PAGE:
Alice chooses: A=3
Alice computes: a=(7+3)=10 which she sends to Bob
Bob chooses: B=6
Bob computes: b=(7+6)=13 which he sends to Alice
Alice now computes: key=(3+13)=16
Bob now computes: key=(6+10)=16
Multiplication:
Assume: y=7
Alice chooses: A=3
Alice computes: a=(7x3)=21 which she sends to Bob
Bob chooses: B=6
Bob computes: b=(7x6)=42 which he sends to Alice
Alice now computes: key=(3x42)=126
Bob now computes: key=(6x21)=126
So why the fancy math?
What do you want to do?
If you want to encrypt a file or hard drive
you encrypt with your
asymmetric public key (which is publically available to everyone) and will
decrypt with your private key (which is only known to you)
If you want to prove who you are on the net (a good example is
Secure DNS)
then you encrypt with your private key.
others will use your public key then say: "yes, he was the only one
who could have encrypted that message"
If Alice wants to send a message to Bob which can only be read by Bob
then Alice encrypts using Bob's public key (only he will be able to decrypt
with his private key)
this is what happens during web banking (you use a password to prove
who you are; by encrypting with your banks public key, only your bank
will be able to decrypt)
If Alice wants to send a message to Bob but also wants to prove it came
from Alice
then Alice encrypts using Alice's private key (Bob will decrypt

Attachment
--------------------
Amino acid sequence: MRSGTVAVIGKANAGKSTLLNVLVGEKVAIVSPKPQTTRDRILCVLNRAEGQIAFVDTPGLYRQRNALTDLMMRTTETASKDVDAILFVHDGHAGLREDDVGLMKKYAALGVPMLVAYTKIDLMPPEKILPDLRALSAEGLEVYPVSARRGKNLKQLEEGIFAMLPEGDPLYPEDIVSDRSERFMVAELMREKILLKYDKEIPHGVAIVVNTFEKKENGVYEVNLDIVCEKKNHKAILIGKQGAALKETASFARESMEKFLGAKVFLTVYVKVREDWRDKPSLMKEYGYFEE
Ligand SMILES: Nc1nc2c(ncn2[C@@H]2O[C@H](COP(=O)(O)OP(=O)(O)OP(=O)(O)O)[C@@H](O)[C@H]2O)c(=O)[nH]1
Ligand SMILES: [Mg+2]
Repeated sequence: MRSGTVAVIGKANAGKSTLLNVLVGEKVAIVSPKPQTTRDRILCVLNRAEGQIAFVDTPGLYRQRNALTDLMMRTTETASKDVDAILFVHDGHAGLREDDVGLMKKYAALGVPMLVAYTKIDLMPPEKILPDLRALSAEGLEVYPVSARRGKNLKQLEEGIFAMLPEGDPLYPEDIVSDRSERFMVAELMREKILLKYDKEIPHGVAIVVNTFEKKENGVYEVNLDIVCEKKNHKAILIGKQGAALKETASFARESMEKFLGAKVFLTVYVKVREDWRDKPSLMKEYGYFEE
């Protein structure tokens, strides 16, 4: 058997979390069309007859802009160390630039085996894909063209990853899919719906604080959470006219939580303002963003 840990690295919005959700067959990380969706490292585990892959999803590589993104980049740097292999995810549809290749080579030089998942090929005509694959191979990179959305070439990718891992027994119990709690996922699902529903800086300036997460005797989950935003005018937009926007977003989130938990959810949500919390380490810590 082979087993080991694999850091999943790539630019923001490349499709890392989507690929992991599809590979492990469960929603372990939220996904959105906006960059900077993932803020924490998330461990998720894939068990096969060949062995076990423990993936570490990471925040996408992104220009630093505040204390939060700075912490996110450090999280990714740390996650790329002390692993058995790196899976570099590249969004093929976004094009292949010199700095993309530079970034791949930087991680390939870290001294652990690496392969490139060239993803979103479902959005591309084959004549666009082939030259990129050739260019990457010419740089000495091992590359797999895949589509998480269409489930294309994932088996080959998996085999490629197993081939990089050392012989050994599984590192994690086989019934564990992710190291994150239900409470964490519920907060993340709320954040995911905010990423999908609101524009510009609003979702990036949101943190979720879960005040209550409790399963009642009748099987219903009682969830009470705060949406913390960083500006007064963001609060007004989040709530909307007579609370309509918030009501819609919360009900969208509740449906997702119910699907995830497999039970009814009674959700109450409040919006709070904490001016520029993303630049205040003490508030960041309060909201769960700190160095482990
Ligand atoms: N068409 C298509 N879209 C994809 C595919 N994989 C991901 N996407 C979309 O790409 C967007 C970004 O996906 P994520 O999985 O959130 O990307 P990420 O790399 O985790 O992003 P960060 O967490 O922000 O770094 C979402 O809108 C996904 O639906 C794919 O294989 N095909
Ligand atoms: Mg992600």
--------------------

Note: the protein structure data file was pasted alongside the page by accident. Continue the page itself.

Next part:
using Alice's public key)
Caveat: eves dropper "Eve" will also have
access to Alice's public key so this communication is not considered
secure; in fact, it is only known as a "digital signature"
If Alice wants to send a message to Bob which can only be read by Bob
but wishes to ensure that it only came from Alice
Alice encrypts using Alice's private key ("digital signature")
Alice encrypts again using Bob's public key
Bob will decrypt using Bob's private key (only he can do this)
Bob will decrypt again but this time will use Alice's public key
(which only she could have encrypted)
In SSL/TLS you would always encrypt with the other guys' public key (which
everyone has access to via a trusted third party)
In SSH/SSH2, you create a public/private pair, then copy the public key
to the remote end. This means you would always encrypt with your private
key. The far end always decrypts with your public key.
The UNIX/Linux/Enterprise Server community sort of went the way of SSH2 while the
public web went the way of SSL/TLS. Today, most systems employ both
Today, encrypting with large asymmetrical keys is too computational
intensive so they are only used to encrypt randomly generated asymmetric
session keys. Session keys are then used to drive cyphers (like
TripleDES,
BlowFish,
TwoFish, etc.)
What's in a name?
Usually, if "S" is the first character then the protocol employs
SSH/SSH2:
Steganography (hiding information
in plain sight (like inside GIFs and JPEGs) comments:
consider a totally red pixel with
the HTML color code of "255,0,0". Would your eye be able to see the
difference between this color and "254,0,0"? (probably not)
Now consider a picture in
which all the colors have be pre-adjusted to have even color numbers.
Next, a binary code (zeros and ones) could be serially inserted into the
picture just by adjusting the color of each addressable pixel (binary 0 = even
color; binary 1 = odd color).
The code would be right before you eyes but you
would not see it. But a computer could.
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Neil Rieck
Kitchener - Waterloo - Cambridge, Ontario, Canada.